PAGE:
If you last visited Kendall Square 10 years ago and returned to the Cambridge neighborhood today, you’d think Jack had sprinkled around a bushel of magic beans. New buildings have sprouted, bars and restaurants have opened, and an East Coast Google campus has been completed. You can even ice skate in the winter or rent a kayak in the summer.
But one thing that hasn’t changed is Glenn KnicKrehm’s empty gravel lot in the heart of the square. The precious acre of property is still surrounded by chain-link fence, and KnicKrehm is still spinning his vision of building a $300 million arts and culture complex called the Constellation Center. Read more in my latest Innovation Economy column in The Boston Globe.
Smarter prescriptionsWith new funding, Orig3n hopes to hone in on best treatments for you
Boston startup Orig3n has been showing up at marathons and triathlons with an unusual request for participants: How about parting with a vial of blood? The company is trying to build a giant library of iPS cells — that's induced pluripotent stem cells — and they've found that amateur athletes tend to be more willing to share than most.
Read MoreAn outpost out westBolt, backer of consumer electronics startups, expands to San Francisco
One of the more old-fashioned aspects of staying in a hotel is having to pull a leather binder out of a drawer and then pick up a 1980s-era phone to order room service, arrange a wake-up call, or set up a spa appointment. A Cambridge start-up, MobileSuites, wants to upgrade that part of the guest experience, letting you use your smartphone to explore the amenities and interact with the staff. After piloting the app with three hotels last year, MobileSuites says the iPhone app can now be used at about 700 hotels around the United States, including chains like Hilton, Westin, and Marriott.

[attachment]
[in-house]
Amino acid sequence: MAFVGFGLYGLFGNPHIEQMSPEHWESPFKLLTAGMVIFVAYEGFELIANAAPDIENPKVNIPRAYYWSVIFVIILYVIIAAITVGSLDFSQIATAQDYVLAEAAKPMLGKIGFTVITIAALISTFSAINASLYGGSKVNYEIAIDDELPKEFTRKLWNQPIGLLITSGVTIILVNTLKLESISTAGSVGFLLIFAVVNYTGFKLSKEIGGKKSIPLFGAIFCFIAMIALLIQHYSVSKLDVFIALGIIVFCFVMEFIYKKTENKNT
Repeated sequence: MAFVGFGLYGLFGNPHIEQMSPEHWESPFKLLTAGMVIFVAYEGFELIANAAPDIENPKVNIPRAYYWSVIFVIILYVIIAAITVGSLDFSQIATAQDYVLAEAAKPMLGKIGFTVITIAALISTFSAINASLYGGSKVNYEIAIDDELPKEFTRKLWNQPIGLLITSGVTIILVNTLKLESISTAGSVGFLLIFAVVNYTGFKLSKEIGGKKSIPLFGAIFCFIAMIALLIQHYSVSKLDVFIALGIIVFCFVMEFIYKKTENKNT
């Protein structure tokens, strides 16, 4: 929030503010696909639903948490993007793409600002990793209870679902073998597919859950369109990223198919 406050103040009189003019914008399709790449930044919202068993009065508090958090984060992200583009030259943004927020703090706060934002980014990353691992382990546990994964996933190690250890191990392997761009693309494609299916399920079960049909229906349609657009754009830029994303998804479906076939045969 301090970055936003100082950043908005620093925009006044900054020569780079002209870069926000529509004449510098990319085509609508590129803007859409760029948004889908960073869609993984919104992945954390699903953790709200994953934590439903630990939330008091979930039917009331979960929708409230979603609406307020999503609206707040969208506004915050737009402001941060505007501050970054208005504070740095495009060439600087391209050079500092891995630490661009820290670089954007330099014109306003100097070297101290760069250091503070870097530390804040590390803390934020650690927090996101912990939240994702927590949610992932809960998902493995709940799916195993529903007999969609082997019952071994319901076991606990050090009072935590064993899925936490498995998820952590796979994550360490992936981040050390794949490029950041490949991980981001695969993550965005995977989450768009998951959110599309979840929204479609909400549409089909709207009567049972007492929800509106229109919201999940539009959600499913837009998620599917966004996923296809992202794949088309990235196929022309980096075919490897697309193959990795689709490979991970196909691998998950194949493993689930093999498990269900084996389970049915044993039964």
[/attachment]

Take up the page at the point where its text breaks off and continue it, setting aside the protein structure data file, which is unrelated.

Read MoreMeet the lone Super Bowl veteran who works in Boston's startup scene
I caught up with Isaiah Kacyvenski Thursday evening just after he'd arrived in Phoenix for this Sunday's Super Bowl. Kacyvenski told me he'd put in a pretty full week at the Cambridge-based electronics startup MC10 — interrupted by the blizzard, of course — before heading west. Nine years ago, when he traveled to the Big Game in Detroit, it was as a starting linebacker and special teams captain for the Seattle Seahawks.
Kacyvenski, a graduate of Harvard University and Harvard Business School, is the only Super Bowl veteran I've ever met who's part of the Boston startup scene. When he was drafted by the Seahawks in 2000, he became the highest NFL draft pick in Harvard's history, and his career lasted until 2008, when injuries forced him to retire. He's now a business development executive at MC10, which develops flexible electronics. I asked Kacyvenski a few questions before he headed to the NFL Players Association party last night.
Read MoreFollow the moneyFund Wisdom tries to make sense of emerging business of equity crowdfunding